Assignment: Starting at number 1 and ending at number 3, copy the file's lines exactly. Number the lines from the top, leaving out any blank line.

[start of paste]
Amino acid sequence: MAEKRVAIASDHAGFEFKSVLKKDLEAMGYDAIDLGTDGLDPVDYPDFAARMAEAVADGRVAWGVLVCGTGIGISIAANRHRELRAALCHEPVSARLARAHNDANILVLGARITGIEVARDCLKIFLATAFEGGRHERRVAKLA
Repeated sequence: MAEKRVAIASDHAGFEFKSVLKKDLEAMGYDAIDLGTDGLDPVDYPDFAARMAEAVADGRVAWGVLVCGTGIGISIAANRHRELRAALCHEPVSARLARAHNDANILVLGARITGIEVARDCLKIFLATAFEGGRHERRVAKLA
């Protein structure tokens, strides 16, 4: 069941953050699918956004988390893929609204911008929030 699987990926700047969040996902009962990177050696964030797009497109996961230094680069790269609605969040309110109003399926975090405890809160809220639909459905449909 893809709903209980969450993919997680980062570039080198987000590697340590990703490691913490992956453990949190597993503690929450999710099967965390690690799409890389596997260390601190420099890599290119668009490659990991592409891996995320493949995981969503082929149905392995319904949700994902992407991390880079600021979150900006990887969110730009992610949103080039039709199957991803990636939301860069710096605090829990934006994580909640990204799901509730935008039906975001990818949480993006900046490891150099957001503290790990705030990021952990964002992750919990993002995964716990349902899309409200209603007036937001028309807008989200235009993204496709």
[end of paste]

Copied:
Amino acid sequence: MAEKRVAIASDHAGFEFKSVLKKDLEAMGYDAIDLGTDGLDPVDYPDFAARMAEAVADGRVAWGVLVCGTGIGISIAANRHRELRAALCHEPVSARLARAHNDANILVLGARITGIEVARDCLKIFLATAFEGGRHERRVAKLA
Repeated sequence: MAEKRVAIASDHAGFEFKSVLKKDLEAMGYDAIDLGTDGLDPVDYPDFAARMAEAVADGRVAWGVLVCGTGIGISIAANRHRELRAALCHEPVSARLARAHNDANILVLGARITGIEVARDCLKIFLATAFEGGRHERRVAKLA
């Protein structure tokens, strides 16, 4: 069941953050699918956004988390893929609204911008929030 699987990926700047969040996902009962990177050696964030797009497109996961230094680069790269609605969040309110109003399926975090405890809160809220639909459905449909 893809709903209980969450993919997680980062570039080198987000590697340590990703490691913490992956453990949190597993503690929450999710099967965390690690799409890389596997260390601190420099890599290119668009490659990991592409891996995320493949995981969503082929149905392995319904949700994902992407991390880079600021979150900006990887969110730009992610949103080039039709199957991803990636939301860069710096605090829990934006994580909640990204799901509730935008039906975001990818949480993006900046490891150099957001503290790990705030990021952990964002992750919990993002995964716990349902899309409200209603007036937001028309807008989200235009993204496709």